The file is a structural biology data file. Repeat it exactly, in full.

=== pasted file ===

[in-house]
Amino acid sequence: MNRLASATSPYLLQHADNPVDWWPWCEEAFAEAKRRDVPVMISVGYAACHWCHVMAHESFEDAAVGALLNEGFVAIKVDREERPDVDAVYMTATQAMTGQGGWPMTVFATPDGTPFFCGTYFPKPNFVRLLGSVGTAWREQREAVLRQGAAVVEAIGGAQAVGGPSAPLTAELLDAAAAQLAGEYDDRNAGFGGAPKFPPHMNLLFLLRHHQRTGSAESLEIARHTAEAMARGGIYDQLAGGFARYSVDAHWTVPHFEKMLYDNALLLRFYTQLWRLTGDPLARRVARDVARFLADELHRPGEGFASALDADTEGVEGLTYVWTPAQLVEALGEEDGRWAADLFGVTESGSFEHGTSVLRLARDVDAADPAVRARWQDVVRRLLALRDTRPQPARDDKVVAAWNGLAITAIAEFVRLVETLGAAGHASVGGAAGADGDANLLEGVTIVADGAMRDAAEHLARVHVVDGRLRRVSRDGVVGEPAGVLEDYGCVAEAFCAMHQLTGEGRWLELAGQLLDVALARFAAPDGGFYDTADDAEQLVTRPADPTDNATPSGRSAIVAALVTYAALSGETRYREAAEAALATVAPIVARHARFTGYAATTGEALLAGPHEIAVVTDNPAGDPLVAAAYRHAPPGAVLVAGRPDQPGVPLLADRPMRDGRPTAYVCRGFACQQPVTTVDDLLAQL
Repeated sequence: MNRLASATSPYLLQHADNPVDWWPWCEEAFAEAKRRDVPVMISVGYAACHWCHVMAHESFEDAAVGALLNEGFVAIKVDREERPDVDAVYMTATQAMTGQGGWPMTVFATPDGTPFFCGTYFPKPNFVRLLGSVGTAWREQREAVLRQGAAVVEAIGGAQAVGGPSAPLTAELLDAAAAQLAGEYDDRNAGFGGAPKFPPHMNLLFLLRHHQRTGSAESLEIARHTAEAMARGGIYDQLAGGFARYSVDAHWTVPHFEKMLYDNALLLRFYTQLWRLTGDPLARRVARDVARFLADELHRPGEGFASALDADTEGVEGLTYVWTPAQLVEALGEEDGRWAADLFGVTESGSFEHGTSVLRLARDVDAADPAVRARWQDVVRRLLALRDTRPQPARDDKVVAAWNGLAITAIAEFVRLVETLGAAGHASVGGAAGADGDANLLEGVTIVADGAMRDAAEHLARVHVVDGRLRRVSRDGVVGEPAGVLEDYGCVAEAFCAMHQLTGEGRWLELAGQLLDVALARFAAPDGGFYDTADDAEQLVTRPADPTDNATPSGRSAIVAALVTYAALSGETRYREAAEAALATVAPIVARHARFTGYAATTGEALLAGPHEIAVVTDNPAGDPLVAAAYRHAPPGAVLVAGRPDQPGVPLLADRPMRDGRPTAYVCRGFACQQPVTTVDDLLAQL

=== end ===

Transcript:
[in-house]
Amino acid sequence: MNRLASATSPYLLQHADNPVDWWPWCEEAFAEAKRRDVPVMISVGYAACHWCHVMAHESFEDAAVGALLNEGFVAIKVDREERPDVDAVYMTATQAMTGQGGWPMTVFATPDGTPFFCGTYFPKPNFVRLLGSVGTAWREQREAVLRQGAAVVEAIGGAQAVGGPSAPLTAELLDAAAAQLAGEYDDRNAGFGGAPKFPPHMNLLFLLRHHQRTGSAESLEIARHTAEAMARGGIYDQLAGGFARYSVDAHWTVPHFEKMLYDNALLLRFYTQLWRLTGDPLARRVARDVARFLADELHRPGEGFASALDADTEGVEGLTYVWTPAQLVEALGEEDGRWAADLFGVTESGSFEHGTSVLRLARDVDAADPAVRARWQDVVRRLLALRDTRPQPARDDKVVAAWNGLAITAIAEFVRLVETLGAAGHASVGGAAGADGDANLLEGVTIVADGAMRDAAEHLARVHVVDGRLRRVSRDGVVGEPAGVLEDYGCVAEAFCAMHQLTGEGRWLELAGQLLDVALARFAAPDGGFYDTADDAEQLVTRPADPTDNATPSGRSAIVAALVTYAALSGETRYREAAEAALATVAPIVARHARFTGYAATTGEALLAGPHEIAVVTDNPAGDPLVAAAYRHAPPGAVLVAGRPDQPGVPLLADRPMRDGRPTAYVCRGFACQQPVTTVDDLLAQL
Repeated sequence: MNRLASATSPYLLQHADNPVDWWPWCEEAFAEAKRRDVPVMISVGYAACHWCHVMAHESFEDAAVGALLNEGFVAIKVDREERPDVDAVYMTATQAMTGQGGWPMTVFATPDGTPFFCGTYFPKPNFVRLLGSVGTAWREQREAVLRQGAAVVEAIGGAQAVGGPSAPLTAELLDAAAAQLAGEYDDRNAGFGGAPKFPPHMNLLFLLRHHQRTGSAESLEIARHTAEAMARGGIYDQLAGGFARYSVDAHWTVPHFEKMLYDNALLLRFYTQLWRLTGDPLARRVARDVARFLADELHRPGEGFASALDADTEGVEGLTYVWTPAQLVEALGEEDGRWAADLFGVTESGSFEHGTSVLRLARDVDAADPAVRARWQDVVRRLLALRDTRPQPARDDKVVAAWNGLAITAIAEFVRLVETLGAAGHASVGGAAGADGDANLLEGVTIVADGAMRDAAEHLARVHVVDGRLRRVSRDGVVGEPAGVLEDYGCVAEAFCAMHQLTGEGRWLELAGQLLDVALARFAAPDGGFYDTADDAEQLVTRPADPTDNATPSGRSAIVAALVTYAALSGETRYREAAEAALATVAPIVARHARFTGYAATTGEALLAGPHEIAVVTDNPAGDPLVAAAYRHAPPGAVLVAGRPDQPGVPLLADRPMRDGRPTAYVCRGFACQQPVTTVDDLLAQL